18 July 2014
Karen Clare gives a glimpse behind the doors of the newly-transformed IWM London ahead of its reopening to the public.
Imperial War Museums London.
The Imperial War Museums’ (IWM) flagship London branch in Southwark reopens tomorrow (Saturday 19 July), a year after closing for a hugely impressive £40m redevelopment in time for the centenary of the First World War.
Officially launched by the Duke of Cambridge and Prime Minister David Cameron yesterday, it is a remarkable and poignant memorial to our ancestors who lived through and died in the Great War.
This major revamp has included the building’s Atrium which, redesigned by Foster + Partners, houses nine of the IWM’s most iconic large objects, including a Spitfire and V-1 rocket. It is a breath-taking introduction to the museum’s treasures. Each object in ‘Witnesses to War’ tells a story in this bright, white new space, but it is the museum’s ground-breaking First World War Galleries that really take your breath away.
IWM London Atrium.
Entrance to the First World War galleries.
The recruitment office.
Women at work in a munitions factory.
War work documents.
This multi-media sensory experience, designed by Casson Mann Design, begins with a cinematic exhibit telling us what life was like in Britain between 1900 and 1914. Be prepared for the unknown as you venture deeper into the 14 themed, dark galleries, which are arranged in chronological order so we can experience the war as our ancestors did, completely unaware of what was going to happen next.
In the ‘Shock’ gallery you can almost feel the shrapnel shoot past your ears, the cries of men shown being cut down unexpectedly in their prime by rapid gun fire from a French 75mm field gun positioned nearby. The British Army was ill-prepared for the horrific casualties caused by modern weaponry. Just four months after Britain went to war in August 1914, a million men lay dead.
The displays use the latest technology to create interactive displays and many will leave you with your heart in your mouth. But it is the poignant artefacts – more than 1,300 of them, some never before seen in public – that tell the individual stories of war through the voices of our forebears, making the personal public. Alongside the weapons and uniforms are trench signs, letters, diaries, photographs, documents, posters, trinkets and more, each with a tale to tell. Testimony after testimony brings their stories to light and life, allowing us to see the war through our ancestors’ eyes without the benefit of hindsight, both at home and on the battlefields of the world.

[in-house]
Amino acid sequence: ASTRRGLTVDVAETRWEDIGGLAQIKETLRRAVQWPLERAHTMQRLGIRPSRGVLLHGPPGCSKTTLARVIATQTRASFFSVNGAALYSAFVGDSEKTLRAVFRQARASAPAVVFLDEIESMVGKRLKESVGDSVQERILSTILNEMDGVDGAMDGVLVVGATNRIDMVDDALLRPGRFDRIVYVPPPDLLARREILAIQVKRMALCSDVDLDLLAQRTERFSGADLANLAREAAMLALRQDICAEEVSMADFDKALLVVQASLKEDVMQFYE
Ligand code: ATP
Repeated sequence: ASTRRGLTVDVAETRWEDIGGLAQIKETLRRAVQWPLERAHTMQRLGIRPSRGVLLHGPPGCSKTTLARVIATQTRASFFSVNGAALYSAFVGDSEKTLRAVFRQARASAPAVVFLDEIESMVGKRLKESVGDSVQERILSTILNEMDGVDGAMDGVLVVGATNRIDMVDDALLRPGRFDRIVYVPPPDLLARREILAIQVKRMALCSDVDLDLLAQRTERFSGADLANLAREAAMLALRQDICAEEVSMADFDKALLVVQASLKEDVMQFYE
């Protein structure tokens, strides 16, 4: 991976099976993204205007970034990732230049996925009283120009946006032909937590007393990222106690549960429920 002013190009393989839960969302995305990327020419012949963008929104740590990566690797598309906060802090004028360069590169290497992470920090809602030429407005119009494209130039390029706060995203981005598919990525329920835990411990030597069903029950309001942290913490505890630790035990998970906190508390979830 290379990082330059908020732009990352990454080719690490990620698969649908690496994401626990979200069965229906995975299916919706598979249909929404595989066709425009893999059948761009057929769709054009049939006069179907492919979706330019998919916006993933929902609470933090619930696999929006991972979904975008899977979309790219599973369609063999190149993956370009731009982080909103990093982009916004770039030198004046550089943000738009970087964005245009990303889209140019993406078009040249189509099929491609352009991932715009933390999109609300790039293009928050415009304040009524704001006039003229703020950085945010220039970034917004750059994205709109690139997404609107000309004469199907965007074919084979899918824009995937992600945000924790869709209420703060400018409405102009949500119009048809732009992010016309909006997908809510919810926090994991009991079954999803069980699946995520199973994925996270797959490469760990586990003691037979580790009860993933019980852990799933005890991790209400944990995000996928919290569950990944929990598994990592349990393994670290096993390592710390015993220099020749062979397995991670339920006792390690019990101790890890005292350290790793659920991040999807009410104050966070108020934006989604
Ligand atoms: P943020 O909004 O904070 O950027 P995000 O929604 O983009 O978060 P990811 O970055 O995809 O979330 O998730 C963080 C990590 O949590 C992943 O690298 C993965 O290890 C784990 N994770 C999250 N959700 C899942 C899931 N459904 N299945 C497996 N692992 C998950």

The galleries are dark, imposing, threatening. War feels very close. Lucky for us, we didn’t have to experience it, but this is likely to be the closest we can get to hearing our relatives’ stories in this rolling narrative.
At the end of the galleries, this war is over but the world will never be the same again. Eighty-eight per cent of those who fought came home but, as we family historians know, many never talked about their war. Thus few of their stories have been passed down our families. But the First World War Galleries give us the opportunity to hear the voices, gaining some understanding to pass to the next generation. It’s a fitting memorial to all those who lived through those darkest of times.
5 IWM facts
- The Imperial War Museum was established almost 100 years ago to ensure future generations would remember the toil and sacrifice of those affected by the Great War.
- Entry to IWM London is free; iwm.org.uk.
- IWM London also has a new Truth and Memory, British Art of the First World War, exhibition – the largest exhibition of British First World War art for almost 100 years.
- IWM is leading a four-year programme of cultural activities across the country to mark the centenary – visit www.1914.org.
- Sign up to Lives of the First World War, an online IWM project in partnership with DC Thomson Family History, to share your ancestors’ WW1 stories at livesofthefirstworldwar.org.
Read more about the transformation of IWM London in the August (out now) and September issues of Family Tree (on sale 6 August).
Find Family Tree in WH Smiths, leading supermarkets and all good newsagents, or you can download the latest issue as a digital edition right now – visit www.pocketmags.com, the App Store, Google Play or Amazon Appstore. Single issues, back issues and subscriptions are available for PC, Mac, eReaders, smartphones and tablets. A free sample is also available for all devices.
All images copyright Karen Clare.